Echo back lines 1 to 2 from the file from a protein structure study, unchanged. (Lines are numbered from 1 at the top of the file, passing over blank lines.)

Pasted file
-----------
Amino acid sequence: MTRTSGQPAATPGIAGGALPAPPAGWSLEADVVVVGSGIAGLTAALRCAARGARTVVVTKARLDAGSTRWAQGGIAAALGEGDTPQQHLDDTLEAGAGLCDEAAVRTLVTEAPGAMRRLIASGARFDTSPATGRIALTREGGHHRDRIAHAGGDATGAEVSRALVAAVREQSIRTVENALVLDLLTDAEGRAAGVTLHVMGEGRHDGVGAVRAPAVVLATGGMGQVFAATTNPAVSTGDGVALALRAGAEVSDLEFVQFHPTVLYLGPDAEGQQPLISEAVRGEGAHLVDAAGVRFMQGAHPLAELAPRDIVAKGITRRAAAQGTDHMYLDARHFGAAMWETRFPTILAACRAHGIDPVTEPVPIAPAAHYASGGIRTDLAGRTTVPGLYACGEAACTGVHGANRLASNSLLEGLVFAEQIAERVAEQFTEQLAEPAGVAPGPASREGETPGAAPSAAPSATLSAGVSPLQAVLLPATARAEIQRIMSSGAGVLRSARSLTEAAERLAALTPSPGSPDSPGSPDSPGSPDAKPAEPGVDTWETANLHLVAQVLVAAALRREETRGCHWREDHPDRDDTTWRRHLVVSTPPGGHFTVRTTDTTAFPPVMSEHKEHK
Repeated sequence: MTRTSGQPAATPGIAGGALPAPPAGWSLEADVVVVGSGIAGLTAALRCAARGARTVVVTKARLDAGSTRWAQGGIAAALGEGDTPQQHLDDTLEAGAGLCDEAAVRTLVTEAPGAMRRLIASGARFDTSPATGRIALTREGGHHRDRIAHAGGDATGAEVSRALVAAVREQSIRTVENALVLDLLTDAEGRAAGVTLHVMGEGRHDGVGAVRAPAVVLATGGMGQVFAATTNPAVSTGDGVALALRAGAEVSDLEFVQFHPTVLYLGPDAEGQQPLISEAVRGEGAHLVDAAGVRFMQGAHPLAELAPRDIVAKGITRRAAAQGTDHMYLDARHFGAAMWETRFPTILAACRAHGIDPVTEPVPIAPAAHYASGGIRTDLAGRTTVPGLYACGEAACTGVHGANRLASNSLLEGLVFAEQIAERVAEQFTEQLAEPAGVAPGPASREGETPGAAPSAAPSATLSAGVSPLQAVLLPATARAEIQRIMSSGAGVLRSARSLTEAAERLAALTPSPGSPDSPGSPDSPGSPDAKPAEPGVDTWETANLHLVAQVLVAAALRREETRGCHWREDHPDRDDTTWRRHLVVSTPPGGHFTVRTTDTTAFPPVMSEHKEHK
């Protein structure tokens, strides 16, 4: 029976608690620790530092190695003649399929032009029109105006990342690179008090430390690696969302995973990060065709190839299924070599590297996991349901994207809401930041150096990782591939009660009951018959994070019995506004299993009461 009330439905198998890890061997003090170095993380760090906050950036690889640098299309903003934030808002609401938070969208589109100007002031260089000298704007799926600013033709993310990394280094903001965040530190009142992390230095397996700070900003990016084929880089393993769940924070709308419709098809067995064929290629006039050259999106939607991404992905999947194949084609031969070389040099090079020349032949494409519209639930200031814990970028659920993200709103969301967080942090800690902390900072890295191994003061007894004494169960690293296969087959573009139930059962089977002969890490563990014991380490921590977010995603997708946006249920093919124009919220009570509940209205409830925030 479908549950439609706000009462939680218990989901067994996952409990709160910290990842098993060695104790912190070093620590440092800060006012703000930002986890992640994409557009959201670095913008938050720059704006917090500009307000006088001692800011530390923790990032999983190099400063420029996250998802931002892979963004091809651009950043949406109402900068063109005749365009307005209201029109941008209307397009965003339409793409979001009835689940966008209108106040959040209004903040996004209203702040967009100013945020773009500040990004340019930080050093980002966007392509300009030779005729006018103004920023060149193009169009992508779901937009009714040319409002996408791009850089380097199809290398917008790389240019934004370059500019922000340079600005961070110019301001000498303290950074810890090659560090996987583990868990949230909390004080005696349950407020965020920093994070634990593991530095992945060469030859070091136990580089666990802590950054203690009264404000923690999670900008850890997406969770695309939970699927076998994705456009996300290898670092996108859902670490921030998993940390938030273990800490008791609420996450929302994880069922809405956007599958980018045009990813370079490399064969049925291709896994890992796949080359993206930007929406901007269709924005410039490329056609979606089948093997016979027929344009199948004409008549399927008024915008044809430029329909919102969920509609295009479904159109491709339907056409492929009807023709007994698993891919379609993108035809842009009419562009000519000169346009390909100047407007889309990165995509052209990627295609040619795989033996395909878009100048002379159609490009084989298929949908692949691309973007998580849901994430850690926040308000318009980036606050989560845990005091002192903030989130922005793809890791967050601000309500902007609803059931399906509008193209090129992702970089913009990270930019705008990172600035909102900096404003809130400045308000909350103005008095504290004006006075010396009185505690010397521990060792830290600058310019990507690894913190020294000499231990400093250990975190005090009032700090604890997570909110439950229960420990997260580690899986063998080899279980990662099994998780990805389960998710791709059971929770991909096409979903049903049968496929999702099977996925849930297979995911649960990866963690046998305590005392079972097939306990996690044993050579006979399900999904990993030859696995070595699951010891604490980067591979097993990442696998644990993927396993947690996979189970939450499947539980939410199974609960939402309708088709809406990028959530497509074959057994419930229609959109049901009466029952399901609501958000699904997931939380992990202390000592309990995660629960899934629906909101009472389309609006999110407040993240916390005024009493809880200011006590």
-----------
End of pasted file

Amino acid sequence: MTRTSGQPAATPGIAGGALPAPPAGWSLEADVVVVGSGIAGLTAALRCAARGARTVVVTKARLDAGSTRWAQGGIAAALGEGDTPQQHLDDTLEAGAGLCDEAAVRTLVTEAPGAMRRLIASGARFDTSPATGRIALTREGGHHRDRIAHAGGDATGAEVSRALVAAVREQSIRTVENALVLDLLTDAEGRAAGVTLHVMGEGRHDGVGAVRAPAVVLATGGMGQVFAATTNPAVSTGDGVALALRAGAEVSDLEFVQFHPTVLYLGPDAEGQQPLISEAVRGEGAHLVDAAGVRFMQGAHPLAELAPRDIVAKGITRRAAAQGTDHMYLDARHFGAAMWETRFPTILAACRAHGIDPVTEPVPIAPAAHYASGGIRTDLAGRTTVPGLYACGEAACTGVHGANRLASNSLLEGLVFAEQIAERVAEQFTEQLAEPAGVAPGPASREGETPGAAPSAAPSATLSAGVSPLQAVLLPATARAEIQRIMSSGAGVLRSARSLTEAAERLAALTPSPGSPDSPGSPDSPGSPDAKPAEPGVDTWETANLHLVAQVLVAAALRREETRGCHWREDHPDRDDTTWRRHLVVSTPPGGHFTVRTTDTTAFPPVMSEHKEHK
Repeated sequence: MTRTSGQPAATPGIAGGALPAPPAGWSLEADVVVVGSGIAGLTAALRCAARGARTVVVTKARLDAGSTRWAQGGIAAALGEGDTPQQHLDDTLEAGAGLCDEAAVRTLVTEAPGAMRRLIASGARFDTSPATGRIALTREGGHHRDRIAHAGGDATGAEVSRALVAAVREQSIRTVENALVLDLLTDAEGRAAGVTLHVMGEGRHDGVGAVRAPAVVLATGGMGQVFAATTNPAVSTGDGVALALRAGAEVSDLEFVQFHPTVLYLGPDAEGQQPLISEAVRGEGAHLVDAAGVRFMQGAHPLAELAPRDIVAKGITRRAAAQGTDHMYLDARHFGAAMWETRFPTILAACRAHGIDPVTEPVPIAPAAHYASGGIRTDLAGRTTVPGLYACGEAACTGVHGANRLASNSLLEGLVFAEQIAERVAEQFTEQLAEPAGVAPGPASREGETPGAAPSAAPSATLSAGVSPLQAVLLPATARAEIQRIMSSGAGVLRSARSLTEAAERLAALTPSPGSPDSPGSPDSPGSPDAKPAEPGVDTWETANLHLVAQVLVAAALRREETRGCHWREDHPDRDDTTWRRHLVVSTPPGGHFTVRTTDTTAFPPVMSEHKEHK